All kittens are born with blue eyes, but this often changes as they get older.
A cat’s eyes are very expressive and can tell you a lot about how they are feeling. If you have a new kitten, you’ll definitely want to learn about this.
The First Month of Your Kitten’s Life
A cat’s eyes are closed shut entirely when it is firstborn. Kittens don’t even start to open their eyes until they are a week to ten days old. Once your newborn kitten opens its eyes, you will notice that they are blue.
As your cat gets older, you’ll likely see their blue eyes become increasingly pale. It is perfectly normal and common for a cat’s eyes to change color as they mature. Their vision doesn’t really start to develop until they are a full-month-old.
The reason that kittens are born with blue eyes is that they haven’t started producing any melanin yet. Blue eyes in cats mean that the iris contains little to no melanocytes.
When Do a Cat’s Eyes Start to Change Color?
You will begin to notice a change in your cat’s eye color around six weeks old. The cat’s iris, which is part of their eye that contains the color pigments, takes several weeks to mature. The quantity of melanocytes in it is ultimately determined what color their eyes will be.
There are a number of colors that your cat’s eyes could end up being, including orange, green, yellow, brown and even gray.
Even an adult cat’s eyes can change over time, though it is pretty rare. You should know what color their eyes will be by the time they are two months old.
Cats With Blue Eyes
There are certain cat breeds that are more likely than others to retain their blue eyes. You will still likely see a change in the depth of the coloration over time though. Some of the breeds that are likely to keep their blue eyes include the Ragdoll, Snowshoe, Tonkinese, Balinese, Himalayan, and Birman.
Some cats that have blue eyes have partial albinism, which is the result of a genetic mutation. For example, colorpoint cats are known for having blue eyes for this reason. You can always tell the difference between a white cat and an albino cat by simply looking at their eyes.
Even cats that retain their blue eyes usually take on a different shade of blue eventually. This means that the shade of blue they are born with probably won’t last as they get older. Their eyes could become paler or more brilliant.
Predicting Your Cat’s Eye Color
One of the best ways to predict what your cat’s eventual eye color will be is to consider their parents. If you know what color eyes the kitten’s parents have, you can get a better idea of what to expect.
You should keep in mind that some cats end up with eyes that are a completely different color than either of their parents. Genetics makes things predictable, but only to a certain extent. There is no surefire way to predict the eventual color of your cat’s eyes.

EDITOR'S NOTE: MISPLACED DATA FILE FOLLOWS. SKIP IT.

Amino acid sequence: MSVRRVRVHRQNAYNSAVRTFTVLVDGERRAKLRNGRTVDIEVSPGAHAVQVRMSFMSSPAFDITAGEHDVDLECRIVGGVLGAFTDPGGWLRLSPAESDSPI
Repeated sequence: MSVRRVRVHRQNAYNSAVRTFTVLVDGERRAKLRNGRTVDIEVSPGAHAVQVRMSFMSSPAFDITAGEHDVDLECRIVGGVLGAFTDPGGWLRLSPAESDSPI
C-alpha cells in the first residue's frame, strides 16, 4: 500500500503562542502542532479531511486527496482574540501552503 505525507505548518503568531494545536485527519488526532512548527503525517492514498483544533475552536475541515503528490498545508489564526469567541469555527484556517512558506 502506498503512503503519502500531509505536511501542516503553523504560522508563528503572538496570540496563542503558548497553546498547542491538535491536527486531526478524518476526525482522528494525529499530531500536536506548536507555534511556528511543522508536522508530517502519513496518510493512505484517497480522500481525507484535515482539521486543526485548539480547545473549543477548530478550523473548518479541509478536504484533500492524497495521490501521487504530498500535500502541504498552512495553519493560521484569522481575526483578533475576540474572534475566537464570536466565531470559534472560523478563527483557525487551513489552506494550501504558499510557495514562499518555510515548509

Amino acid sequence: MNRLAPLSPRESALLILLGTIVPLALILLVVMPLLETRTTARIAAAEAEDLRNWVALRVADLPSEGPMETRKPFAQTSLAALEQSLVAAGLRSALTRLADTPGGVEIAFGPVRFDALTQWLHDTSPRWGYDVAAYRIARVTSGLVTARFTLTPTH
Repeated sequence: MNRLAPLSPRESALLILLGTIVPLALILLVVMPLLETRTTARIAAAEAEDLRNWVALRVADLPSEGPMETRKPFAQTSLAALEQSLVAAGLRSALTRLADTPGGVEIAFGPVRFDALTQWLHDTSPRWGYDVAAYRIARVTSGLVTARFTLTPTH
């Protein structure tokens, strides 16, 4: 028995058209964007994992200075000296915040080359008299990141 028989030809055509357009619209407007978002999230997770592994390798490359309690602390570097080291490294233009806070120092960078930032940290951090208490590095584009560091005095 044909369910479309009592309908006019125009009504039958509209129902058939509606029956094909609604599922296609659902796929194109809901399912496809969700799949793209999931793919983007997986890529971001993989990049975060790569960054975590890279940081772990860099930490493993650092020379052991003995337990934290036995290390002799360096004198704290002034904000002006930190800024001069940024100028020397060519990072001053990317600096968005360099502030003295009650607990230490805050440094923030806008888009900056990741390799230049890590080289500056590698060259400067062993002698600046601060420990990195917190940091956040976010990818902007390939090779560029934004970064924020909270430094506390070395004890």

White Cats With Blue Eyes
A significant percentage of white cats that end up with blue eyes as adults are deaf. This is because the cells that affect pigmentation also affect the functionality of the inner ear. Around forty percent of white cats that have blue eyes as adults cannot hear at all. Some of these cats are partially deaf though.
Eye Problems in Cats
There are a number of eye problems that cats can develop throughout their life. It is important that you are aware of these issues so you can get your kitty the treatment it needs.
It is not at all uncommon for kittens to get eye infections, which can become quite serious without immediate treatment. A course of antibiotics prescribed by your veterinarian should clear the infection up nicely. The most common signs of an eye infection are discharged from the eye and general redness/irritation.
Cats sometimes sustain injuries to their eyes, which can open them up to infection. This can happen from playing with each other or running into something randomly. If your cat’s eyes are watering excessively, you should check for injuries.
It is also important to take your cat to the vet if you notice any lumps or bumpy areas near their eyes. This could indicate cancer or some other issue entirely. The sooner you get them checked out by a vet, the better off they are going to be.
Some cats are born with a condition or mutation that adversely affects their eyes. This is something that your vet should pick up on during a routine examination. You will need to get your kitten to the vet for a checkup shortly after it is born.
One Blue Eye
There are also cats with just one blue eye, which is a condition known as heterochromia. There are certain cat breeds that are more likely to be born with this, including Sphynxes, Persians, Japanese Bobtails, and Scottish Folds.
- Cats cannot even open their eyes until they are about seven to ten days old.
- When your cat opens its eyes, you will notice that they are a shade of blue.
- A cat’s eyes will often change color as they get older, turning from blue to yellow, green, brown or gray.
- You should know which color your cat’s eyes will be for the rest of their life by the time they are two months old.
- Even an adult cat’s eyes can continue changing color, but it is pretty rare.
- Around forty percent of white cats that retain their blue eyes end up being partially or even fully deaf.
- The best way to predict which color eyes your cat will have is by looking at the color of their parents’ eyes.
- Some cats are born with a genetic condition called heterochromia, which means one eye is blue and the other is a different color.